Monday, 8 October 2012

Flywires: great sci-fi

 
I really enjoyed Flywires. Yes, it perpetuates genre conventions and tropes (largely from Minority Report and to a lesser extent, The Matrix *shudder*) but it’s a great example of high quality genre fulfillment. And that’s not to belittle it at all: it’s good, solid sci-fi entertainment with enough edge and difference from stock plot directions for it to avoid being trite. The familiar conventions help, but to Austen’s credit, he’s created a world and scenarios which are quickly gotten to grips with, allowing the reader quick and easy submersion in which the story can unfold.
 
Kelsey Fontine is an ex-cop floating through space in a giant globe sized ship – a Dyson sphere - with the last of mankind. The ship has been on course for so long, no-one really remembers when it set off, or the destination. All the inhabitants aboard the ship have been born there, such is the length of their journey. But this story isn’t about journeys or destinations. The ship, as with any vehicle, can only hold and provide for any given number of people at one time, creating a infrastructure that requires careful balance. To help maintain this balance, each and every person is fitted with a ‘flywire’, a device that is embedded into their necks at birth; births are strictly monitored. The flywire connects people to all the systems, databases and resources on the ship and allows them to converese telepathically. Take-aways can be ordered with just a thought. Libraries searched, accessed, read without a word being uttered. Calls made as quick as you can conjure the number in your mind. It’s a web of extreme connectivity that perhaps doesn’t seem as extreme in current times. Communication is king, conversation is minimal. For the ruling bodies, it also means, but of course, that their citizens are open to a perpetual state of constant vigilance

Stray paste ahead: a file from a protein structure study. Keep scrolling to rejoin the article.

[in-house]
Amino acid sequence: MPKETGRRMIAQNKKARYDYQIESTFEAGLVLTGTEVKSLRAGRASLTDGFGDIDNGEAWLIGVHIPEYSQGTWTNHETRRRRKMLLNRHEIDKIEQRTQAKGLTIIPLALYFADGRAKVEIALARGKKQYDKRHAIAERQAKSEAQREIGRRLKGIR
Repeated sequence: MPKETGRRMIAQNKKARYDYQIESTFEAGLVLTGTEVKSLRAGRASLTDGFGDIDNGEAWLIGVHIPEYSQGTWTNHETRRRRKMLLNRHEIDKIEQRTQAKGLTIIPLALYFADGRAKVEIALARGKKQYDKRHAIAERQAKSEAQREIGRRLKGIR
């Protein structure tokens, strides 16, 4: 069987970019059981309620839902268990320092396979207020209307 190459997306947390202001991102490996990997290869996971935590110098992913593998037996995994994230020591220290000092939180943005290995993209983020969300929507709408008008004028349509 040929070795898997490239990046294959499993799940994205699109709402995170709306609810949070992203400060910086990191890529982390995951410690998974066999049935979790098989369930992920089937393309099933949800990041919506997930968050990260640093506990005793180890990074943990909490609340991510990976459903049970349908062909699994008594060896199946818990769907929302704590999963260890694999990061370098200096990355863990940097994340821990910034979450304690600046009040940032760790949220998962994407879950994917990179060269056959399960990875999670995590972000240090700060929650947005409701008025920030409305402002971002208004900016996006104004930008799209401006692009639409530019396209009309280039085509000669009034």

There are exceptions of course: some people, dubbed ‘frywires’ have malfunctioning flywires, due to accidents or disease, and a black-market for illegitimate births and installation has developed. Fontine is a frywire- injured on the job, forced into retirement and having problems remembering bits of his life. Bits that feel important but can’t quite be grasped. After the wall of his apartment is blown up by hit-men in pursuit of a 10-year old boy, his old boss prods his cop instincts reluctantly to the fore and he decides to reunite the boy with his mother. His main priority is to restore his life to the banal humdrum it was when he still had four walls. The boy’s mother , however, proves difficult to track down, his origins murky and the threads of conspiracy knotty and far-reaching.
 
I must admit to being surprised by Flywires -and very pleasantly. Firstly, by Matt Cossin’s art: the sleek stylised look is a perfect fit for the shiny new world that he’s created (a minor complaint is the line-work, which veers from thin to thick). Yet for all the glossy utopia and whizzy going-ons, Flywires never loses sight of the human element, honing character’s voices and personalities in a manner that belies the polished superficiality of the art style. I always gravitate towards the odder, strange characters and I loved Undetow here, who forcibly reminded me of a deeper and wiser version of Sontaran Commandar Strax from Doctor Who.
 
Twice, at crucial instances in the story, it took a totally unexpected turn (a good thing), so it’s by no means merely sci-fi by numbers. The second instance, in particular – and I won’t spoil it as it’s part of the resolution – I found myself impressed by and thinking over once I’d closed the book. At that point in the narrative, with all that has passed you feel sure of the outcome, but it ends up swinging the other way. Some may feel the choice made to deal with the repercussions of that outcome is a cheat, for me, it’s in keeping with the narrative and its ploys, again eliciting a chance moment of emotional poignancy that surpasses the confines of the tale. A book I’d happily recommend to any fan of sci-fi, mystery and comics.
 
 

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